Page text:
FOIA cases typically and appropriately are decided on motions for summary judgment. See Defenders of Wildlife v. Border Patrol, 623 F.Supp.2d 83, 87 (D.D.C. 2009); Bigwood v. U.S. Agency for Int'l Dev., 484 F.Supp.2d 68, 73 (D.D.C. 2007). In FOIA cases, the agency bears the ultimate burden of proof to show that it conducted an adequate search. See Steinberg v. U.S. Dep't of Justice, 23 F.3d 548, 551 (D.C. Cir. 1994). “At all times courts must bear in mind that FOIA mandates a ‘strong presumption in favor of disclosure' . . . .” Nat'l Ass'n of Home Builders v. Norton, 309 F.3d 26, 32 (D.C. Cir. 2002) (quoting Dep't of State v. Ray, 502 U.S. 164, 173 (1991)). The Court may grant summary judgment based solely on information provided in an agency's affidavits or declarations when they describe “the documents and the justifications for nondisclosure with reasonably specific detail, demonstrate that the information withheld logically falls within the claimed exemption, and are not controverted by either contrary evidence in the record nor by evidence of agency bad faith.” Military Audit Project v. Casey, 656 F.2d 724, 738 (D.C. Cir. 1981).

         III. Analysis

         In moving for summary judgment, Treasury maintains that it conducted an adequate search. The adequacy of an agency's search for documents under FOIA “is judged by a standard of reasonableness and depends, not surprisingly, upon the facts of each case.” Weisberg v. Dep't of Justice, 745 F.2d 1476, 1485 (D.C. Cir. 1984). The issue is, ultimately, whether an agency's search was “reasonably calculated to uncover all relevant documents.” Truitt v. Dep't of State, 897 F.2d 540, 542 (D.C. Cir. 1990) (internal citation and quotation marks omitted). To meet its burden, the agency should submit affidavits or declarations that explain the scope and method of its search “in reasonable detail.” Perry v. Block, 684 F.2d 121, 127 (D.C. Cir. 1982). The “adequacy of a FOIA search is generally determined not by the fruits of the search, but by the appropriateness of the methods used to carry out the search.” Iturralde v. Comptroller of the Currency, 315 F.3d 311, 315 (D.C. Cir. 2003).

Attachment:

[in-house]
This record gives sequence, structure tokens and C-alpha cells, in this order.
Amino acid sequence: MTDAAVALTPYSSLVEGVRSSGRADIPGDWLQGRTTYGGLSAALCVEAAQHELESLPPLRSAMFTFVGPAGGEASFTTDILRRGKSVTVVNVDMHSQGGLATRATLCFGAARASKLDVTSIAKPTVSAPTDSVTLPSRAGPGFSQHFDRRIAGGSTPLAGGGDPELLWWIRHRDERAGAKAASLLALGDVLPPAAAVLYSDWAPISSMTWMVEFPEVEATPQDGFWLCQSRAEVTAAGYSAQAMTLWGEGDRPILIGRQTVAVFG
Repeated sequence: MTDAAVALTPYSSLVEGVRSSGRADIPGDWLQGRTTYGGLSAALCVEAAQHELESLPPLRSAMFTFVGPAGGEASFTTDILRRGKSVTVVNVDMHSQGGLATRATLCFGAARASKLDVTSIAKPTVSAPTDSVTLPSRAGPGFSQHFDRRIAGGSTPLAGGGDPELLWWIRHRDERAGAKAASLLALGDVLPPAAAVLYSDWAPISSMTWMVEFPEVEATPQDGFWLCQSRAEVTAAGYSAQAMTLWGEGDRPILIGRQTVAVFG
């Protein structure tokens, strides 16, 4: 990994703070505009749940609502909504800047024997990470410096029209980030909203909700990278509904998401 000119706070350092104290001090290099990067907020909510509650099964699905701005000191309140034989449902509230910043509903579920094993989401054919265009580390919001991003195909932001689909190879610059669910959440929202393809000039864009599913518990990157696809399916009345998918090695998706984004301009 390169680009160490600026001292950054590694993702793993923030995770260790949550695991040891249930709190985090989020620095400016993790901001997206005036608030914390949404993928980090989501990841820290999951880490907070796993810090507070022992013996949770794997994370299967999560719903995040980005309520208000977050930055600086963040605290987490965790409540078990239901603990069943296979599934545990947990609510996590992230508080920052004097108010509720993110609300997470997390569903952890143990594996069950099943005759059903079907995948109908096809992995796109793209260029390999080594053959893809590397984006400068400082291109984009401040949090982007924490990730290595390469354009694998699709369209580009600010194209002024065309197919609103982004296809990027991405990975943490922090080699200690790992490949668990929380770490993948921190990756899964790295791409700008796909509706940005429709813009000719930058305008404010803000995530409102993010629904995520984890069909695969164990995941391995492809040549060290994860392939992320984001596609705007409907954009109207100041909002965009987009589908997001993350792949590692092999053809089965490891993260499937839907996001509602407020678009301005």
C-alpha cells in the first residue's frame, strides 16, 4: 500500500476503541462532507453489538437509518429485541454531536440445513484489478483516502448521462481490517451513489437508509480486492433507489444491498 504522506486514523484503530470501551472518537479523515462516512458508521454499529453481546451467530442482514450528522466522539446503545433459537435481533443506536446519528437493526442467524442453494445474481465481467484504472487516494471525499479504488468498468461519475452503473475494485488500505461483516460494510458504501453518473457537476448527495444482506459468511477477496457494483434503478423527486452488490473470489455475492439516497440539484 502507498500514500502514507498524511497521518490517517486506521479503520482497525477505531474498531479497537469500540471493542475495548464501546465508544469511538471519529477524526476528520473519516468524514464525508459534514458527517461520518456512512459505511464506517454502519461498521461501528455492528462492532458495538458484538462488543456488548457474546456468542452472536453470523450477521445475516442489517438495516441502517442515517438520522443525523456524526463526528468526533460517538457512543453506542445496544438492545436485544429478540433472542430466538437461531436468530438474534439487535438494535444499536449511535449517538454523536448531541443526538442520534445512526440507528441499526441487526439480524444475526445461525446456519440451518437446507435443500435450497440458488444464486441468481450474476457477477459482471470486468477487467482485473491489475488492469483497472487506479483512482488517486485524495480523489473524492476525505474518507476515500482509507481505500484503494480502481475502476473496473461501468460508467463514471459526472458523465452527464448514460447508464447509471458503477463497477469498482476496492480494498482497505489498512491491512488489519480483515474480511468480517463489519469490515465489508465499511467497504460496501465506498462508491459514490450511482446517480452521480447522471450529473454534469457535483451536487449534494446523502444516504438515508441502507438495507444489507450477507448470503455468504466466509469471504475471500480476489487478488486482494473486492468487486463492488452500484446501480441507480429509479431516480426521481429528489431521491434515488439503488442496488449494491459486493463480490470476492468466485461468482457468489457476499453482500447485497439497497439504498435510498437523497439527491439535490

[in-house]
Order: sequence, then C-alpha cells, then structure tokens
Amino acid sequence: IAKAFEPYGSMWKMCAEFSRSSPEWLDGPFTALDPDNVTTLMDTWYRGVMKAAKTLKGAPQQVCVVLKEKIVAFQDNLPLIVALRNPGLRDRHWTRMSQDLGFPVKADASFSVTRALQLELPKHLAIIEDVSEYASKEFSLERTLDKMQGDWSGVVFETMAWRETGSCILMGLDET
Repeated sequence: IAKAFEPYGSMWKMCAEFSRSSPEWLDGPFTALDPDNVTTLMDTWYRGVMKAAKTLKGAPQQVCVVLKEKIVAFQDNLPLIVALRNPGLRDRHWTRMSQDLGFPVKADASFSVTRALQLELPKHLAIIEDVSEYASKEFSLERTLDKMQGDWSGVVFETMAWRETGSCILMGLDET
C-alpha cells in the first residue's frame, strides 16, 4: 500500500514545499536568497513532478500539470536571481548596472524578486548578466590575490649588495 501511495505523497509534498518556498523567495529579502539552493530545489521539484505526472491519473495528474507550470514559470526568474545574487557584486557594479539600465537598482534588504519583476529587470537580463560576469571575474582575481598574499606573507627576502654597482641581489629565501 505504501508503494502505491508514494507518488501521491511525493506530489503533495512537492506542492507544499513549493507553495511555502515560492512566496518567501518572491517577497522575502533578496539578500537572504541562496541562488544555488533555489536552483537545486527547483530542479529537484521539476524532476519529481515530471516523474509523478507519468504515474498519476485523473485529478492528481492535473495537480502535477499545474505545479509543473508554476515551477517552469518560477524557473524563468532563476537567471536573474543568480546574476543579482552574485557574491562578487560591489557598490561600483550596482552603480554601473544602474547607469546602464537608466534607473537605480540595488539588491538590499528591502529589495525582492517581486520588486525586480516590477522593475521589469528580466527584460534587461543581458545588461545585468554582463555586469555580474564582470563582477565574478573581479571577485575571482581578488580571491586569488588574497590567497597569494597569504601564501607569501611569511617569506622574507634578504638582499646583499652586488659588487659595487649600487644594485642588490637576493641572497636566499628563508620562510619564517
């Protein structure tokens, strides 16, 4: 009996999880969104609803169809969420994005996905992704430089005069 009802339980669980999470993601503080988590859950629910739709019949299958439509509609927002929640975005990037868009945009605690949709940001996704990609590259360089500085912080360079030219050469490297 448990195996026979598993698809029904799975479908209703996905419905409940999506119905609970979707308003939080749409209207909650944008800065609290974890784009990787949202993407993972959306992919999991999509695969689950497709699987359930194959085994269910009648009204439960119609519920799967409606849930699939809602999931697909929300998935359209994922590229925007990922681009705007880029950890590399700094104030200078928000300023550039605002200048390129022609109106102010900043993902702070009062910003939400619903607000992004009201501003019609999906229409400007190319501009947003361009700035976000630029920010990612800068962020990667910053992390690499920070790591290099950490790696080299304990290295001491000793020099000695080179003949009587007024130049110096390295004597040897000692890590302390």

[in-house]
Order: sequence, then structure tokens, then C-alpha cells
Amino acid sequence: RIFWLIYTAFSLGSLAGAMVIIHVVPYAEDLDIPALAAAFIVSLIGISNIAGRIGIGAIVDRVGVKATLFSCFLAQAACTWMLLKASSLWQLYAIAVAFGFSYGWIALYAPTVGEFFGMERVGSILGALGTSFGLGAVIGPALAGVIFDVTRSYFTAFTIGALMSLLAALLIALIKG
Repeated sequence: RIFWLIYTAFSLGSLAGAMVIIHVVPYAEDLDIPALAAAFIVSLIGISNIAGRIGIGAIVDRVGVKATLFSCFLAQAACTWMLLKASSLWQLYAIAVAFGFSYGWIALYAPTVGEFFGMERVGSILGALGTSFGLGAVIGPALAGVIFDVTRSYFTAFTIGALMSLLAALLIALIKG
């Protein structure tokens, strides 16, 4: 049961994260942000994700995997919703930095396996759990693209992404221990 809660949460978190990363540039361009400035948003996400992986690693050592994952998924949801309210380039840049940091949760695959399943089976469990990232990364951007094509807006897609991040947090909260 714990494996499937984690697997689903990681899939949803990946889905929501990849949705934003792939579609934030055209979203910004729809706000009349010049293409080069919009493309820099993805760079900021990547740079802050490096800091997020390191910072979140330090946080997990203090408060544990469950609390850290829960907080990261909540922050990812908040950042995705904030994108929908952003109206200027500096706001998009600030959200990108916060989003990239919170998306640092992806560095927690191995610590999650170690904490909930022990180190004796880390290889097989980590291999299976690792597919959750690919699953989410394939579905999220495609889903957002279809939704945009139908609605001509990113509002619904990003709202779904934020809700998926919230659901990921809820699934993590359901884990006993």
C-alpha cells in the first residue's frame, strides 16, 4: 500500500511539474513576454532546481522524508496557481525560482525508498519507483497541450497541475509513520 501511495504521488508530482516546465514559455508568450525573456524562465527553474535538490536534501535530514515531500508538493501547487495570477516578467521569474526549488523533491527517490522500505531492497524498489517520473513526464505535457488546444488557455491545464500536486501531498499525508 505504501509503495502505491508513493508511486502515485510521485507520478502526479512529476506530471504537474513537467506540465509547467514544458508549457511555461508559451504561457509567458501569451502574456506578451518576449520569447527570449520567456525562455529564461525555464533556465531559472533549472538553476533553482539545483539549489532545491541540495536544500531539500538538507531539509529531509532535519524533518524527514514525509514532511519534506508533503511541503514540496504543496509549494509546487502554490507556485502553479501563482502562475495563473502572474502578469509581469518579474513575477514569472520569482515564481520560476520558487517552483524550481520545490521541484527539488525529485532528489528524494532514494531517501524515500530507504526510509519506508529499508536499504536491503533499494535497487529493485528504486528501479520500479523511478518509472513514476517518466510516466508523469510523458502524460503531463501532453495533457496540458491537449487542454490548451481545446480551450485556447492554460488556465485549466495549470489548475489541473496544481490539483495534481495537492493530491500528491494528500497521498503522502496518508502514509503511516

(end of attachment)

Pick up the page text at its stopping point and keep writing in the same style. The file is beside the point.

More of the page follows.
The Declaration from Marshall Fields, the Assistant Director of OFAC's Information Disclosure and Records Management Division, shows that Defendant searched for records in the only place they were likely to be housed - viz., the Licensing Division - and also searched using terms that would locate responsive records. See Fields Decl., ¶¶ 12-15, As a result, the Government has apparently satisfied its burden. Powell, however, is not entirely convinced, although he does not put up much of a fight here, see ECF No. 16 (Opp.), particularly compared to his lengthy briefs in his other FOIA cases.

         Plaintiff first very broadly rejoins that “Defendant did not illustrate when the search was conducted, what office/files were searched, name of database was searched [sic] and who conducted the search and by what means regarding Plaintiff's FOIA Request.” Opp. at 3. This is not the case. Fields explained that the search was conducted by Licensing Division personnel of their records on or ...